The talented Bennett fuels her fiction with secrets—first in her lauded debut, The Mothers (2016), and now in the assured and magnetic story of the Vignes sisters, light-skinned women parked on opposite sides of the color line. Desiree, the “fidgety twin,” and Stella, “a smart, careful girl,” make their break from stultifying rural Mallard, Louisiana, becoming 16-year-old runaways in 1954 New Orleans. The novel opens 14 years later as Desiree, fleeing a violent marriage in D.C., returns home with a different relative: her 8-year-old daughter, Jude. The gossips are agog: “In Mallard, nobody married dark....Marrying a dark man and dragging his blueblack child all over town was one step too far.” Desiree's decision seals Jude’s misery in this “colorstruck” place and propels a new generation of flight: Jude escapes on a track scholarship to UCLA. Tending bar as a side job in Beverly Hills, she catches a glimpse of her mother’s doppelgänger. Stella, ensconced in white society, is shedding her fur coat. Jude, so black that strangers routinely stare, is unrecognizable to her aunt. All this is expertly paced, unfurling before the book is half finished; a reader can guess what is coming. Bennett is deeply engaged in the unknowability of other people and the scourge of colorism. The scene in which Stella adopts her white persona is a tour de force of doubling and confusion. It calls up Toni Morrison’s The Bluest Eye, the book's 50-year-old antecedent. Bennett's novel plays with its characters' nagging feelings of being incomplete—for the twins without each other; for Jude’s boyfriend, Reese, who is trans and seeks surgery; for their friend Barry, who performs in drag as Bianca. Bennett keeps all these plot threads thrumming and her social commentary crisp. In the second half, Jude spars with her cousin Kennedy, Stella's daughter, a spoiled actress.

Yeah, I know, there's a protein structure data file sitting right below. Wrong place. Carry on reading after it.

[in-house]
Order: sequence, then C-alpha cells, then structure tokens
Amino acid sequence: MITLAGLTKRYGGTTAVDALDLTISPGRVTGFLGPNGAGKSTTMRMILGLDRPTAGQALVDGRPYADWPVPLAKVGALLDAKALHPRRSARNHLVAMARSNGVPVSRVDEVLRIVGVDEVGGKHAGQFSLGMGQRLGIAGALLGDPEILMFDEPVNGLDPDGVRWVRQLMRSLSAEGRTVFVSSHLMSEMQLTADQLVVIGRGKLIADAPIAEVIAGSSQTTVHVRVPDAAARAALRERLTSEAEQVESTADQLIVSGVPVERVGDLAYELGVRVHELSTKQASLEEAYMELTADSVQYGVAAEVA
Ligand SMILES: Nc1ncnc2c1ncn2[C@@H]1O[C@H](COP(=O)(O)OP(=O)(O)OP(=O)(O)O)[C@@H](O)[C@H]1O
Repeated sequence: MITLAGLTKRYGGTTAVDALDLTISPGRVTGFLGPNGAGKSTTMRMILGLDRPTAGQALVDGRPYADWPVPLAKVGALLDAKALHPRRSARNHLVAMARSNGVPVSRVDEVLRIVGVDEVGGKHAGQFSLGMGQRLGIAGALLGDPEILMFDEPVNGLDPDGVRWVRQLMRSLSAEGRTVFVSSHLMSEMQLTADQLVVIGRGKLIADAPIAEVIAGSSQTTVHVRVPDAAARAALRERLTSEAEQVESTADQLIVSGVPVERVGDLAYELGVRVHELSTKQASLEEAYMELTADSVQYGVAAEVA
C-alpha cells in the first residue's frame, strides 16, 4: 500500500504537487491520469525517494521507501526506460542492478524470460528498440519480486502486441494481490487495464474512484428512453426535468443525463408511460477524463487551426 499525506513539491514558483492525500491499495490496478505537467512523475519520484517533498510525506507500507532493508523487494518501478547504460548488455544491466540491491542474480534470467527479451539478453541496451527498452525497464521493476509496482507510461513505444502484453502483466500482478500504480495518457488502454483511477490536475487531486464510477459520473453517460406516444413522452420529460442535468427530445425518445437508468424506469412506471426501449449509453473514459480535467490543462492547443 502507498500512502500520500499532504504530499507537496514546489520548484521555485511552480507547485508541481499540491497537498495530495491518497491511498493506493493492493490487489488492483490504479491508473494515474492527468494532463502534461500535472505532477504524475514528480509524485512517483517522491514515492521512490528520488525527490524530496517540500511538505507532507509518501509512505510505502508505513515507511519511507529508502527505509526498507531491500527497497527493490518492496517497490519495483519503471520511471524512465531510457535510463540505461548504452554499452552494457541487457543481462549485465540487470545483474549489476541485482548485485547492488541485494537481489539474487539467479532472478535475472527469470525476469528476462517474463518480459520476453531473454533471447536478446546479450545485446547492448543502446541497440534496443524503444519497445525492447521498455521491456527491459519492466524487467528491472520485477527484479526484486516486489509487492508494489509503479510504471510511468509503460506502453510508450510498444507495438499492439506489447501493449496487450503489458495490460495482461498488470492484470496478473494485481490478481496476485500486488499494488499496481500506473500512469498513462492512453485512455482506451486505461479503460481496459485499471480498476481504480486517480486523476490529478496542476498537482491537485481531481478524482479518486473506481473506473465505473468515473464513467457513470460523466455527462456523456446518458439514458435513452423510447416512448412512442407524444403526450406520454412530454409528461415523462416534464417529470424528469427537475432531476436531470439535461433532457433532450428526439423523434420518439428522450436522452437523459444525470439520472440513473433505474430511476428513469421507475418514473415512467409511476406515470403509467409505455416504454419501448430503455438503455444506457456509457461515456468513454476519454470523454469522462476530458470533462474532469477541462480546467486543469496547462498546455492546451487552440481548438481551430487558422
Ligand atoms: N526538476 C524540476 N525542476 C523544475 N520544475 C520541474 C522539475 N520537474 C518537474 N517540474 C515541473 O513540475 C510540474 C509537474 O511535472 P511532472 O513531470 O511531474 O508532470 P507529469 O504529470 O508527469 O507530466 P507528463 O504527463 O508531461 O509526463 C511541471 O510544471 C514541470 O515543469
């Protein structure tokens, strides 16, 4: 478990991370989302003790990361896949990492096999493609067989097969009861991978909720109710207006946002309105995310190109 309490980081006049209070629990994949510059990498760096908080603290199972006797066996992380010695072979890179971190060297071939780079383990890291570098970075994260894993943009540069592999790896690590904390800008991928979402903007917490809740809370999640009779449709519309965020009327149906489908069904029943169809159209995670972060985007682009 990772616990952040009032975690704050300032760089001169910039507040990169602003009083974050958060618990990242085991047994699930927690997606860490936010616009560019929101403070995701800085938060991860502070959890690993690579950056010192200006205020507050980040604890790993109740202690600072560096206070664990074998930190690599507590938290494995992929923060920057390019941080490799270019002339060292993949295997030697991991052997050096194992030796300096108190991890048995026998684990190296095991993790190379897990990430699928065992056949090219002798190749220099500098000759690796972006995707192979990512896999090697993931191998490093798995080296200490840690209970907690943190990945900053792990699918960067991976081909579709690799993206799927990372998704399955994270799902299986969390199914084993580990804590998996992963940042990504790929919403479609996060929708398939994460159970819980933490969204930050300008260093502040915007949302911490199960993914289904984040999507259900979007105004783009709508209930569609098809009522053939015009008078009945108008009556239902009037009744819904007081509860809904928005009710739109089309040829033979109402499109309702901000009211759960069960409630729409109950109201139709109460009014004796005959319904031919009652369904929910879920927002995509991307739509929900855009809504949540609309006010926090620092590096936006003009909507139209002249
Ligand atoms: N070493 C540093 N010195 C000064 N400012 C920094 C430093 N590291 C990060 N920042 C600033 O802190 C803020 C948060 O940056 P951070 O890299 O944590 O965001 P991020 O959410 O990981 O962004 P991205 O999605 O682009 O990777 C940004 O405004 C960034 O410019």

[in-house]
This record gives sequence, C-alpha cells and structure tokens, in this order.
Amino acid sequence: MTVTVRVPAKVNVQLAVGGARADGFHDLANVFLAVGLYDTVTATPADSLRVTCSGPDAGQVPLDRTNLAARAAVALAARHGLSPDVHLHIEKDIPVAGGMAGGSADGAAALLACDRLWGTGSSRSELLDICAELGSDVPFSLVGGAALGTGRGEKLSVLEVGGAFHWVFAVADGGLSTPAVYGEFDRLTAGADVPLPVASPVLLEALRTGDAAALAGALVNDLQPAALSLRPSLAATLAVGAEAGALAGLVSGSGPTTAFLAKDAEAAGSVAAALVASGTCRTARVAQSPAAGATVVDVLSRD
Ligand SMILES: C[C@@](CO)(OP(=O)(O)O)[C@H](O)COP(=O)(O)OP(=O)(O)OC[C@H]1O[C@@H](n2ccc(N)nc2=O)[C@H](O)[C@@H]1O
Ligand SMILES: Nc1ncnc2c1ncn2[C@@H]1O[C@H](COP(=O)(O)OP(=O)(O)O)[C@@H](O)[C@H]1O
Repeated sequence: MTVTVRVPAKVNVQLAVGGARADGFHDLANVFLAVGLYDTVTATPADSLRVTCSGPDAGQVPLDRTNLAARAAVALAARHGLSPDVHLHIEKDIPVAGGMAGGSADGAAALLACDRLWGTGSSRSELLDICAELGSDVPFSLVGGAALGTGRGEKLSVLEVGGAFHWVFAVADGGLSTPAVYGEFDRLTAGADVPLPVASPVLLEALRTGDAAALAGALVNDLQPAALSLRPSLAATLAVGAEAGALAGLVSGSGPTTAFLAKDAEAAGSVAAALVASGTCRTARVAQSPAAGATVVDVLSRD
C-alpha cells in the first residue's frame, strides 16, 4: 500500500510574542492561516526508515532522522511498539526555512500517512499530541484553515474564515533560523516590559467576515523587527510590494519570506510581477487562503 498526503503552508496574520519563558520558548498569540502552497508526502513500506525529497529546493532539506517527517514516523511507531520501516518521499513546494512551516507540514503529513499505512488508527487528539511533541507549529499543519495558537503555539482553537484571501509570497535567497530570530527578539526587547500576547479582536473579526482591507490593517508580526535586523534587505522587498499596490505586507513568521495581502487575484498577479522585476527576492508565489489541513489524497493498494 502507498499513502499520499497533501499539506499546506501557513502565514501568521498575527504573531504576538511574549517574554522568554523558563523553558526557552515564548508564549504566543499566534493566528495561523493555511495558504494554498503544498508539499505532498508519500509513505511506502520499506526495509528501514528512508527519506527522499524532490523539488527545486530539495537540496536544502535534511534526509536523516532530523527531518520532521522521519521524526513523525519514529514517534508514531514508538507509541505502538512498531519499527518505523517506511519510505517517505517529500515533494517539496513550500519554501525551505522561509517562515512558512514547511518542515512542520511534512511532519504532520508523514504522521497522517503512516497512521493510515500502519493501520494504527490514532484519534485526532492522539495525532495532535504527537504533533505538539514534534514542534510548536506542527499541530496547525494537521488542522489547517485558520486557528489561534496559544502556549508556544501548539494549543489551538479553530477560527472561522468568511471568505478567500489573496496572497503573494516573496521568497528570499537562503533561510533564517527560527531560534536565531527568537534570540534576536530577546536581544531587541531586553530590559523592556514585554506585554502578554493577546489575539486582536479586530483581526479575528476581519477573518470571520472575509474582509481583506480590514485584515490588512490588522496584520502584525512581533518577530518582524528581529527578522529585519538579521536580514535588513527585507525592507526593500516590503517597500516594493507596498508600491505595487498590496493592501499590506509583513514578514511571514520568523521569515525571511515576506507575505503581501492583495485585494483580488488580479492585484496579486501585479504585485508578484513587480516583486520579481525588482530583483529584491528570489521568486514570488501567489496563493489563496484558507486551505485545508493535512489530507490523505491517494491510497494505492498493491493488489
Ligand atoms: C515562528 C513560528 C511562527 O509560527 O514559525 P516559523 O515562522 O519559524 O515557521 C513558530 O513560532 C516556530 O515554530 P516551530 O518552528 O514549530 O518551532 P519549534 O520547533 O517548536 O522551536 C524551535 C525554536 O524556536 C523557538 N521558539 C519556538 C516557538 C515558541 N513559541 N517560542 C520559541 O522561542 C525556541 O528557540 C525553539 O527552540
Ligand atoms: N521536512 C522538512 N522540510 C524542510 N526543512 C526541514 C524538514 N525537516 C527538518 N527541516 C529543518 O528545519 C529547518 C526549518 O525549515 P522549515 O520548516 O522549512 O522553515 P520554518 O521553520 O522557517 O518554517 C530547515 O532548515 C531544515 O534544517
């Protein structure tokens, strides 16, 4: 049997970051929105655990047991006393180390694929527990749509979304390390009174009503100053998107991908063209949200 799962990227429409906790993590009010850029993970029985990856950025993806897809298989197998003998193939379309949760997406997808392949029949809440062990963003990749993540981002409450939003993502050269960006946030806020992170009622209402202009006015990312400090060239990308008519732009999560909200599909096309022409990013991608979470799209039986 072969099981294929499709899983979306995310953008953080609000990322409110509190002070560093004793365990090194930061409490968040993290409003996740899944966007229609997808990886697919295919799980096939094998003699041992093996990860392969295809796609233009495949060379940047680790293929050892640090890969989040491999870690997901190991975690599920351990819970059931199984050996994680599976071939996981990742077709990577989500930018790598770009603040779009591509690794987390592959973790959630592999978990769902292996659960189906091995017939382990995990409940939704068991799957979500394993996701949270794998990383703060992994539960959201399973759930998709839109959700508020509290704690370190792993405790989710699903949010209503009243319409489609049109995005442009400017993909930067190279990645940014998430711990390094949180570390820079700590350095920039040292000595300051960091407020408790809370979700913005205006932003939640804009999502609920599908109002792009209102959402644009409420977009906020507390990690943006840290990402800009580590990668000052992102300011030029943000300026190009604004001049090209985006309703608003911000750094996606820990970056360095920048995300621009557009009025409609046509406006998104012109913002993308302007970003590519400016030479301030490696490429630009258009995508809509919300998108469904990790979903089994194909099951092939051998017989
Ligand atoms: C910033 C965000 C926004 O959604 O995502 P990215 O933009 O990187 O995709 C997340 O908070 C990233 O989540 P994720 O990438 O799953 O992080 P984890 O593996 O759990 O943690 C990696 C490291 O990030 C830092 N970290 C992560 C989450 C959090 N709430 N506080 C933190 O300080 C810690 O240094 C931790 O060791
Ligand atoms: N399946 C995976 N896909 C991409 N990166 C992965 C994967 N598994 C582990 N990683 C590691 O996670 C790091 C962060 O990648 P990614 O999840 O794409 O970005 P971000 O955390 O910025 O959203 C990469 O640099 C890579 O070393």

Kin “[find] each other’s lives inscrutable” in this rich, sharp story about the way identity is formed.

Pub Date: June 2, 2020

ISBN: 978-0-525-53629-1

Page Count: 352

Publisher: Riverhead

Review Posted Online: March 15, 2020

Kirkus Reviews Issue: April 1, 2020

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More Hallmarkiana, from a shameless expert in the genre.


High-stakes weepmeister Sparks (A Walk to Remember, 1999, etc.) opts for a happy ending his fourth time out. His writing has improved—though it's still the equivalent of paint-by-numbers—and he makes use this time of at least a vestige of credible psychology.

That vestige involves the deep dark secret—it has something to do with his father's death when son Taylor was nine—that haunts kind, good 36-year-old local contractor Taylor McAden and makes him withdraw from relationships whenever they start getting serious enough to maybe get permanent. He's done this twice before, and now he does it again with pretty and sweet single mother Denise Holton, age 29, who's moved from Atlanta to Taylor's town of Edenton, North Carolina, in order to devote her time more fully to training her four-year-old son Kyle to overcome the peculiar impediment he has that keeps him from achieving normal language acquisition. Okay? When Denise has a car accident in a bad storm, she's rescued by volunteer fireman Taylor—who also rescues little Kyle after he wanders away from his injured mom in the storm. Love blooms in the weeks that follow—until Taylor suddenly begins putting on the brakes. What is it that holds him back, when there just isn't any question but that he loves Denise and vice versa-not to mention that he's "great" with Kyle, just like a father? It will require a couple of near-death experiences (as fireman Taylor bravely risks his life to save others); emotional steadiness from the intelligent, good, true Denise; and the terrible death of a dear and devoted friend before Taylor will come to the point at last of confiding to Denise the terrible memory of how his father died—and the guilt that's been its legacy to Taylor. The psychological dam broken, love will at last be able to flow.

More Hallmarkiana, from a shameless expert in the genre.

Pub Date: Sept. 19, 2000

ISBN: 0-446-52550-2

Page Count: 352

Publisher: N/A

Review Posted Online: May 20, 2010

Kirkus Reviews Issue: July 15, 2000